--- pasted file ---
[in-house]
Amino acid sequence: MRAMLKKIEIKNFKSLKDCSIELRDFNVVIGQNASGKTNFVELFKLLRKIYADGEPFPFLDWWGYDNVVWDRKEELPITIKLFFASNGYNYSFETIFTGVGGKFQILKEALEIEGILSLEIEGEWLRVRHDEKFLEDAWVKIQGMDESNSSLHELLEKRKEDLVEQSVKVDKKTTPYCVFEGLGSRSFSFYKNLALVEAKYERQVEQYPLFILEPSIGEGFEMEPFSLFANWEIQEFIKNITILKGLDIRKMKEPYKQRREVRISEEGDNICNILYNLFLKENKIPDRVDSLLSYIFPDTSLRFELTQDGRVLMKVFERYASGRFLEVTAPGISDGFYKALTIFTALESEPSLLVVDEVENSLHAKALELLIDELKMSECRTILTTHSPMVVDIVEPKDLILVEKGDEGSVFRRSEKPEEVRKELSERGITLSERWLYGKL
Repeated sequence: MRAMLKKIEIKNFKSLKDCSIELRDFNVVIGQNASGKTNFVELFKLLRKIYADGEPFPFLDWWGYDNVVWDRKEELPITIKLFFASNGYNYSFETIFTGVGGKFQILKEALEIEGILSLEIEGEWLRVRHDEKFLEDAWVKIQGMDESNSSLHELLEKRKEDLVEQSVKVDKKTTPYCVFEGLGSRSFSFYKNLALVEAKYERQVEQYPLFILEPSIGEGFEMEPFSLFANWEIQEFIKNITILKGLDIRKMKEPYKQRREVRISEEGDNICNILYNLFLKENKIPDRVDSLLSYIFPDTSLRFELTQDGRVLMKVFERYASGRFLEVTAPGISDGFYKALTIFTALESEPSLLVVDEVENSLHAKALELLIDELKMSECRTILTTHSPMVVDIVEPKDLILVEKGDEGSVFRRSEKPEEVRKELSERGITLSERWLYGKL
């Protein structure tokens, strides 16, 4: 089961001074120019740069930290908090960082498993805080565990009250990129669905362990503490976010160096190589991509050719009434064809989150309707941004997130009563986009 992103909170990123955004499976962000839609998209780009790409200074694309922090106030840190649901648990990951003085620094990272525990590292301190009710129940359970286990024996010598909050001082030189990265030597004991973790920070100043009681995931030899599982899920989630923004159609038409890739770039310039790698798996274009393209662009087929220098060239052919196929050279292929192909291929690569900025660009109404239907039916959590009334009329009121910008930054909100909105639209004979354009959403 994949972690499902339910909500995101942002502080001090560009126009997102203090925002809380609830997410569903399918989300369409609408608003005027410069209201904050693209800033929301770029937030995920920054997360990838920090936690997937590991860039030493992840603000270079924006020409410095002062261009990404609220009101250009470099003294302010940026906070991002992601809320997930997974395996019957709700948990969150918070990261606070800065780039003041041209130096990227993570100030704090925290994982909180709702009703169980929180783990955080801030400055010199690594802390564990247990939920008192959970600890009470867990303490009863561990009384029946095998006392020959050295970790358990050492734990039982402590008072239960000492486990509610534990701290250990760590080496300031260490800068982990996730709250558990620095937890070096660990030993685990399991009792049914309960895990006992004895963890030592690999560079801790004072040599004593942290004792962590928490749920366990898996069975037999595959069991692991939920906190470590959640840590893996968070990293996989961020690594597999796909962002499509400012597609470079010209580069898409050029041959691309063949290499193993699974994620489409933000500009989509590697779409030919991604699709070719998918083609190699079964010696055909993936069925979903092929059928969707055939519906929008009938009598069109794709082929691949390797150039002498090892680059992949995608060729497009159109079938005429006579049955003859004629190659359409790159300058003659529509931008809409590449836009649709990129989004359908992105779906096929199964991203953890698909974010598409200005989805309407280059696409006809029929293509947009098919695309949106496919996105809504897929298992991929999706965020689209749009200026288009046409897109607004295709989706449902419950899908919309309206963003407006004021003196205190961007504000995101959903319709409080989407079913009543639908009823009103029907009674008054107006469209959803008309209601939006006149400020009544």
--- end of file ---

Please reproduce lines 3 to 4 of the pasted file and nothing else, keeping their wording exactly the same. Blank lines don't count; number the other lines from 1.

Repeated sequence: MRAMLKKIEIKNFKSLKDCSIELRDFNVVIGQNASGKTNFVELFKLLRKIYADGEPFPFLDWWGYDNVVWDRKEELPITIKLFFASNGYNYSFETIFTGVGGKFQILKEALEIEGILSLEIEGEWLRVRHDEKFLEDAWVKIQGMDESNSSLHELLEKRKEDLVEQSVKVDKKTTPYCVFEGLGSRSFSFYKNLALVEAKYERQVEQYPLFILEPSIGEGFEMEPFSLFANWEIQEFIKNITILKGLDIRKMKEPYKQRREVRISEEGDNICNILYNLFLKENKIPDRVDSLLSYIFPDTSLRFELTQDGRVLMKVFERYASGRFLEVTAPGISDGFYKALTIFTALESEPSLLVVDEVENSLHAKALELLIDELKMSECRTILTTHSPMVVDIVEPKDLILVEKGDEGSVFRRSEKPEEVRKELSERGITLSERWLYGKL
């Protein structure tokens, strides 16, 4: 089961001074120019740069930290908090960082498993805080565990009250990129669905362990503490976010160096190589991509050719009434064809989150309707941004997130009563986009 992103909170990123955004499976962000839609998209780009790409200074694309922090106030840190649901648990990951003085620094990272525990590292301190009710129940359970286990024996010598909050001082030189990265030597004991973790920070100043009681995931030899599982899920989630923004159609038409890739770039310039790698798996274009393209662009087929220098060239052919196929050279292929192909291929690569900025660009109404239907039916959590009334009329009121910008930054909100909105639209004979354009959403 994949972690499902339910909500995101942002502080001090560009126009997102203090925002809380609830997410569903399918989300369409609408608003005027410069209201904050693209800033929301770029937030995920920054997360990838920090936690997937590991860039030493992840603000270079924006020409410095002062261009990404609220009101250009470099003294302010940026906070991002992601809320997930997974395996019957709700948990969150918070990261606070800065780039003041041209130096990227993570100030704090925290994982909180709702009703169980929180783990955080801030400055010199690594802390564990247990939920008192959970600890009470867990303490009863561990009384029946095998006392020959050295970790358990050492734990039982402590008072239960000492486990509610534990701290250990760590080496300031260490800068982990996730709250558990620095937890070096660990030993685990399991009792049914309960895990006992004895963890030592690999560079801790004072040599004593942290004792962590928490749920366990898996069975037999595959069991692991939920906190470590959640840590893996968070990293996989961020690594597999796909962002499509400012597609470079010209580069898409050029041959691309063949290499193993699974994620489409933000500009989509590697779409030919991604699709070719998918083609190699079964010696055909993936069925979903092929059928969707055939519906929008009938009598069109794709082929691949390797150039002498090892680059992949995608060729497009159109079938005429006579049955003859004629190659359409790159300058003659529509931008809409590449836009649709990129989004359908992105779906096929199964991203953890698909974010598409200005989805309407280059696409006809029929293509947009098919695309949106496919996105809504897929298992991929999706965020689209749009200026288009046409897109607004295709989706449902419950899908919309309206963003407006004021003196205190961007504000995101959903319709409080989407079913009543639908009823009103029907009674008054107006469209959803008309209601939006006149400020009544």